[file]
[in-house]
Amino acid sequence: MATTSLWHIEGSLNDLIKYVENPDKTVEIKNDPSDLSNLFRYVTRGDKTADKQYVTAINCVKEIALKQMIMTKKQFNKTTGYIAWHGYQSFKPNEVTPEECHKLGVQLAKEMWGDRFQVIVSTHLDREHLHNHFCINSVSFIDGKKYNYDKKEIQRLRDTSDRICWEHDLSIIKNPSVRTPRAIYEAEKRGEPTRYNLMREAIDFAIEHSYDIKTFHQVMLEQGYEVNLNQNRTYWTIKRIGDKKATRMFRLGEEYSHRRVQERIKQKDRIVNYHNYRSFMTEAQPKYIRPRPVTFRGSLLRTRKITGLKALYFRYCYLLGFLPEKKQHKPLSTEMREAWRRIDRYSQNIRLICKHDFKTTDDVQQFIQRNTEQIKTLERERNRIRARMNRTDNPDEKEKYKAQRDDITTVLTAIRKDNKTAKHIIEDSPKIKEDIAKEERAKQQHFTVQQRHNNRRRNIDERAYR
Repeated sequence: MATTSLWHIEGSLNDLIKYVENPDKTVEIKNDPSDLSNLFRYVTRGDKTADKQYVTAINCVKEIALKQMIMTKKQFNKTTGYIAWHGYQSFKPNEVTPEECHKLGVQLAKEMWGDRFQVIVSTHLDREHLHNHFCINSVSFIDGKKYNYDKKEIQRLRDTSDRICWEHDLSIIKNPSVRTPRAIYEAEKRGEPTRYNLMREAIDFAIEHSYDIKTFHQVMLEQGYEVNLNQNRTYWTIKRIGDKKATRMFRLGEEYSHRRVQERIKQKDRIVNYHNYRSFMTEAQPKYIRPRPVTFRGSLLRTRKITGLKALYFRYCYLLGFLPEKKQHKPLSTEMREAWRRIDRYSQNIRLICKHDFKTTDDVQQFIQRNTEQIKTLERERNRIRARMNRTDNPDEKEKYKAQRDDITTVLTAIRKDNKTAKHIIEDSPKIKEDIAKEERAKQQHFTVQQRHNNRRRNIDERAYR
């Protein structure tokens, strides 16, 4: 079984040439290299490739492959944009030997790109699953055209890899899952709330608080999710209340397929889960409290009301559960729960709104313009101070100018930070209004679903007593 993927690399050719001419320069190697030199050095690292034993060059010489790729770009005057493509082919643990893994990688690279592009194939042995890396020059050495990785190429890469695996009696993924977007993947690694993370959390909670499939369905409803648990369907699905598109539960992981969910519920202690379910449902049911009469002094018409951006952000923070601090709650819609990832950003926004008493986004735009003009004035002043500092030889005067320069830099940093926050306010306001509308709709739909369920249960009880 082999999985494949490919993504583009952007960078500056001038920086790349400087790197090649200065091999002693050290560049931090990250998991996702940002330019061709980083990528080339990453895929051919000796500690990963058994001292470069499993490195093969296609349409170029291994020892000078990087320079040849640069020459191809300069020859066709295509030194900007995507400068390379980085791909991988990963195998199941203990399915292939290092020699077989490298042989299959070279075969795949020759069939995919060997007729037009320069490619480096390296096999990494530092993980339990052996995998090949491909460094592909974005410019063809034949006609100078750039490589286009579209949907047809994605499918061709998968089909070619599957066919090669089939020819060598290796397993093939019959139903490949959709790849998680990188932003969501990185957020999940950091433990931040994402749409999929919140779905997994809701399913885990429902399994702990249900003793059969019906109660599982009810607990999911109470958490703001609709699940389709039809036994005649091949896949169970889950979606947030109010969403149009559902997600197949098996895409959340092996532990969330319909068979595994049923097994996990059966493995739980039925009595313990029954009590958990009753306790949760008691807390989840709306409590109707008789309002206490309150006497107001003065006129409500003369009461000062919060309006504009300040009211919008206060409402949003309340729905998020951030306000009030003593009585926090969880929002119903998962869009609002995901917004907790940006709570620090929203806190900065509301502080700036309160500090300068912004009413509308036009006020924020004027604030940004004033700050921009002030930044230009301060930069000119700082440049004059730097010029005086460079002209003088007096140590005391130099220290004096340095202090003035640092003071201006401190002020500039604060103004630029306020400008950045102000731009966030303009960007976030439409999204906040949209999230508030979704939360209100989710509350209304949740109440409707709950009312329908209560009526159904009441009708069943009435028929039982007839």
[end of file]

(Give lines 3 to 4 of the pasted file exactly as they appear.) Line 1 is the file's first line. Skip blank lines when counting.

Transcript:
Repeated sequence: MATTSLWHIEGSLNDLIKYVENPDKTVEIKNDPSDLSNLFRYVTRGDKTADKQYVTAINCVKEIALKQMIMTKKQFNKTTGYIAWHGYQSFKPNEVTPEECHKLGVQLAKEMWGDRFQVIVSTHLDREHLHNHFCINSVSFIDGKKYNYDKKEIQRLRDTSDRICWEHDLSIIKNPSVRTPRAIYEAEKRGEPTRYNLMREAIDFAIEHSYDIKTFHQVMLEQGYEVNLNQNRTYWTIKRIGDKKATRMFRLGEEYSHRRVQERIKQKDRIVNYHNYRSFMTEAQPKYIRPRPVTFRGSLLRTRKITGLKALYFRYCYLLGFLPEKKQHKPLSTEMREAWRRIDRYSQNIRLICKHDFKTTDDVQQFIQRNTEQIKTLERERNRIRARMNRTDNPDEKEKYKAQRDDITTVLTAIRKDNKTAKHIIEDSPKIKEDIAKEERAKQQHFTVQQRHNNRRRNIDERAYR
């Protein structure tokens, strides 16, 4: 079984040439290299490739492959944009030997790109699953055209890899899952709330608080999710209340397929889960409290009301559960729960709104313009101070100018930070209004679903007593 993927690399050719001419320069190697030199050095690292034993060059010489790729770009005057493509082919643990893994990688690279592009194939042995890396020059050495990785190429890469695996009696993924977007993947690694993370959390909670499939369905409803648990369907699905598109539960992981969910519920202690379910449902049911009469002094018409951006952000923070601090709650819609990832950003926004008493986004735009003009004035002043500092030889005067320069830099940093926050306010306001509308709709739909369920249960009880 082999999985494949490919993504583009952007960078500056001038920086790349400087790197090649200065091999002693050290560049931090990250998991996702940002330019061709980083990528080339990453895929051919000796500690990963058994001292470069499993490195093969296609349409170029291994020892000078990087320079040849640069020459191809300069020859066709295509030194900007995507400068390379980085791909991988990963195998199941203990399915292939290092020699077989490298042989299959070279075969795949020759069939995919060997007729037009320069490619480096390296096999990494530092993980339990052996995998090949491909460094592909974005410019063809034949006609100078750039490589286009579209949907047809994605499918061709998968089909070619599957066919090669089939020819060598290796397993093939019959139903490949959709790849998680990188932003969501990185957020999940950091433990931040994402749409999929919140779905997994809701399913885990429902399994702990249900003793059969019906109660599982009810607990999911109470958490703001609709699940389709039809036994005649091949896949169970889950979606947030109010969403149009559902997600197949098996895409959340092996532990969330319909068979595994049923097994996990059966493995739980039925009595313990029954009590958990009753306790949760008691807390989840709306409590109707008789309002206490309150006497107001003065006129409500003369009461000062919060309006504009300040009211919008206060409402949003309340729905998020951030306000009030003593009585926090969880929002119903998962869009609002995901917004907790940006709570620090929203806190900065509301502080700036309160500090300068912004009413509308036009006020924020004027604030940004004033700050921009002030930044230009301060930069000119700082440049004059730097010029005086460079002209003088007096140590005391130099220290004096340095202090003035640092003071201006401190002020500039604060103004630029306020400008950045102000731009966030303009960007976030439409999204906040949209999230508030979704939360209100989710509350209304949740109440409707709950009312329908209560009526159904009441009708069943009435028929039982007839």